After infidelity the pain can be excruciating, but it is not always so. A lady who owned a brothel had a married boyfriend whose wife did not mind him sleeping at the brothel. When customers called the lady sometimes left her boyfriend's bed, briefly hired out her body and then returned to her lover.

Monogamy and fidelity to one partner are not universal values. Muslims are allowed more than one wife and this must make gender relationships fundamentally different to those of married, monogamous Christians. A Christian woman who suspected her husband of infidelity started a sexual relationship with a family friend even though sex outside of the conjugal relationship was taboo in her mind.

The moral compromise in this case was perhaps more complex than that which was involved in the brothel. There no lies or duplicity were involved because each person understood clearly where he or she stood. So the question arises of whether infidelity did actually exist.

It can be that jealousy and suspicion create illusions of unfaithfulness. Desdemona did not betray Othello but he become jealous. The green eyed monster filled his mind with illusions and suspicions that writhed and stung like scorpions. The metaphor it conveys the almost physical pain that a man might feel as he imagines the person he loves sharing intimacies with another.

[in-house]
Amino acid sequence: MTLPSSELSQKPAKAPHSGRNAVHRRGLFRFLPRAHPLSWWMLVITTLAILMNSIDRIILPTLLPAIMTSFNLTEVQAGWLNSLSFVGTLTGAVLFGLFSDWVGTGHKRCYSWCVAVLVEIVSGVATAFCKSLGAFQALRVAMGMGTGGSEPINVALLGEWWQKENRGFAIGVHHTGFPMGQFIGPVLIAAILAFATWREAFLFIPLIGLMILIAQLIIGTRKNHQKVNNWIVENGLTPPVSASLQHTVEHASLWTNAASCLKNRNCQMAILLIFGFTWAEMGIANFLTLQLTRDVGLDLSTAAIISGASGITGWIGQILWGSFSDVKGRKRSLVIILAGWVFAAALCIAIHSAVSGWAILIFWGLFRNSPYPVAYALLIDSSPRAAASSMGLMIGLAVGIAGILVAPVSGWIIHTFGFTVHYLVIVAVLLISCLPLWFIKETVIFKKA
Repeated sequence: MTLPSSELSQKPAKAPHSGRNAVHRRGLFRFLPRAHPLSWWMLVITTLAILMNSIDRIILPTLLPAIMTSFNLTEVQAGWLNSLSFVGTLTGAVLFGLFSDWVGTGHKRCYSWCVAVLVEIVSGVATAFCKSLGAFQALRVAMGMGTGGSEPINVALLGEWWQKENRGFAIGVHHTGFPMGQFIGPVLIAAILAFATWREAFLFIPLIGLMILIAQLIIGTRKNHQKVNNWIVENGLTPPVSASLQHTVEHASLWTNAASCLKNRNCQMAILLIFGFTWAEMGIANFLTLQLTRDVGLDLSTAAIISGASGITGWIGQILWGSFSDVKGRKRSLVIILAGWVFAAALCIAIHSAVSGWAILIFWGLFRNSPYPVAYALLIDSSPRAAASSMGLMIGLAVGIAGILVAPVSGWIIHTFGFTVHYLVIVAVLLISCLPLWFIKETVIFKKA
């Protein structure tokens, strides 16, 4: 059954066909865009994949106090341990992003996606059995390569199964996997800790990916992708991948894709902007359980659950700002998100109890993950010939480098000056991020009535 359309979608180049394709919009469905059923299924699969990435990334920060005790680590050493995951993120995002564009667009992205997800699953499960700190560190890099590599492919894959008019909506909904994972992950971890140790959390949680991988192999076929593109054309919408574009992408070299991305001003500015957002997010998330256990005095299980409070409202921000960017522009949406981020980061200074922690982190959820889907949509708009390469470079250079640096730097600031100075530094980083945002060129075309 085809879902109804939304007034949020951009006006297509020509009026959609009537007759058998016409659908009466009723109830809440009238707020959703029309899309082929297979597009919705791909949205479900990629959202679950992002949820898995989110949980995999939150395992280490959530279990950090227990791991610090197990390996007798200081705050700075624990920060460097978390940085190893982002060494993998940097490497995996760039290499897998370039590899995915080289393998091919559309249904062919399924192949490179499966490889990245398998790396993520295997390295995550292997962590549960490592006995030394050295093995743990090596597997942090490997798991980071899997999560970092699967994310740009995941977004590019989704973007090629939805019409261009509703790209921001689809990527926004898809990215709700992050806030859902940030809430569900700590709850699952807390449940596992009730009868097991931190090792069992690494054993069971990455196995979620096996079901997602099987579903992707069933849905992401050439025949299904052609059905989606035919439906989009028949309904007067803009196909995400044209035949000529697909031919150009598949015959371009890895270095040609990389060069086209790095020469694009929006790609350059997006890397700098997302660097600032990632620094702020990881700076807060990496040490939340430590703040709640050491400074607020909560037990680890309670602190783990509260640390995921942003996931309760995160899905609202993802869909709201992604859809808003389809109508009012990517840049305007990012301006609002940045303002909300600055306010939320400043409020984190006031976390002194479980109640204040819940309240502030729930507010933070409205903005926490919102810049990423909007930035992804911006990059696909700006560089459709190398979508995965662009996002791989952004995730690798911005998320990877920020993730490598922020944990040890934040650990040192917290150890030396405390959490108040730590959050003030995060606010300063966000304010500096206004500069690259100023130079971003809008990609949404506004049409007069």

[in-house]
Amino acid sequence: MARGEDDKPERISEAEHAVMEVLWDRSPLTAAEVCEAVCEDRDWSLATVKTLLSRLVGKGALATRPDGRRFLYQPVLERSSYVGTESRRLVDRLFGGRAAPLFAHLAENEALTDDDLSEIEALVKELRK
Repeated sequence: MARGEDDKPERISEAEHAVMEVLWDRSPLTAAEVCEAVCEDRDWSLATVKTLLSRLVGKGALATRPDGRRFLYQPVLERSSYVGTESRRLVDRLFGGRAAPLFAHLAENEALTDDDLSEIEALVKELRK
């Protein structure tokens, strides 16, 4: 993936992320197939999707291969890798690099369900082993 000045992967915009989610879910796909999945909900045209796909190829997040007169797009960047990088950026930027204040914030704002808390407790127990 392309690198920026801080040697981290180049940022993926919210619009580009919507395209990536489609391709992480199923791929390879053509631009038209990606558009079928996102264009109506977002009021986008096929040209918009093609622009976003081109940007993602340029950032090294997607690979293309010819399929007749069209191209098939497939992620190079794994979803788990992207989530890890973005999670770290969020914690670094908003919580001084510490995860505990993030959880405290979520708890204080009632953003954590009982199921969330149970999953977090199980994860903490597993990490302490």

In the aforementioned brothel girls were kept as sex slaves. They were bonded by debt and forced to perform as prostitutes. A man fell in love with one of the girls. One afternoon he arranged to see her for an hour but when he arrived she had gone with a rich man to an expensive hotel for the night. He lay awake that whole night learning what it is like to have a mind full of scorpions.

Two of Shakespeare's tragic heroes, Hamlet and Othello, fell victim to imagined betrayal. Both felt that they had been betrayed and reacted angrily, cruelly hurting the women they supposed had betrayed them. The man who loved the prostitute behaved in the same way. He waited for the girl to come back and berated her cruelly.

Logic and reason take back seats after infidelity. Emotion rules. Hillary Clinton, whose husband's infidelity was aired to the world hardly seemed to turn a hair. Othello smothered his wife in a mad rage. Between the two extremes there is a whole gamut of possible reactions. Whatever the reaction and whatever the circumstances, those looking on should remember the metaphor of scorpions and judge others gently in light of the pain they have experienced after infidelity.

Author's Bio: 

When you are trying to restore love after infidelity it can be tough. We suggest the two of you going to a couples therapist to try to get past it.